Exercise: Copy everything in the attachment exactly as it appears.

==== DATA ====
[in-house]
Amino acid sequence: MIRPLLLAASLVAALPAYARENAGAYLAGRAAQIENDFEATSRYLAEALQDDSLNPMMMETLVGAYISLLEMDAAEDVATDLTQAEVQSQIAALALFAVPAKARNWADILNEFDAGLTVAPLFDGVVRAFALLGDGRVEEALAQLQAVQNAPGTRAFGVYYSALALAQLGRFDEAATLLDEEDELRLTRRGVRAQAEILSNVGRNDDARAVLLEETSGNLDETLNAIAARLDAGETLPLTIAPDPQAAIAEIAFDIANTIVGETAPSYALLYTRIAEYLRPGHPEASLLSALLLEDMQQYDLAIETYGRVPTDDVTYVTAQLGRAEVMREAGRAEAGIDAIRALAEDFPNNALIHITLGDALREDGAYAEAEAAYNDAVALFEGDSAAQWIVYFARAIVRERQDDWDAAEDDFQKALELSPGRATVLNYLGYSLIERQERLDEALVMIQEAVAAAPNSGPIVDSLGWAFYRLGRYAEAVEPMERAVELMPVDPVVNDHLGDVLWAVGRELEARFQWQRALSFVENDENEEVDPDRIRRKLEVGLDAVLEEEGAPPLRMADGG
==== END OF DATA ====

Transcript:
[in-house]
Amino acid sequence: MIRPLLLAASLVAALPAYARENAGAYLAGRAAQIENDFEATSRYLAEALQDDSLNPMMMETLVGAYISLLEMDAAEDVATDLTQAEVQSQIAALALFAVPAKARNWADILNEFDAGLTVAPLFDGVVRAFALLGDGRVEEALAQLQAVQNAPGTRAFGVYYSALALAQLGRFDEAATLLDEEDELRLTRRGVRAQAEILSNVGRNDDARAVLLEETSGNLDETLNAIAARLDAGETLPLTIAPDPQAAIAEIAFDIANTIVGETAPSYALLYTRIAEYLRPGHPEASLLSALLLEDMQQYDLAIETYGRVPTDDVTYVTAQLGRAEVMREAGRAEAGIDAIRALAEDFPNNALIHITLGDALREDGAYAEAEAAYNDAVALFEGDSAAQWIVYFARAIVRERQDDWDAAEDDFQKALELSPGRATVLNYLGYSLIERQERLDEALVMIQEAVAAAPNSGPIVDSLGWAFYRLGRYAEAVEPMERAVELMPVDPVVNDHLGDVLWAVGRELEARFQWQRALSFVENDENEEVDPDRIRRKLEVGLDAVLEEEGAPPLRMADGG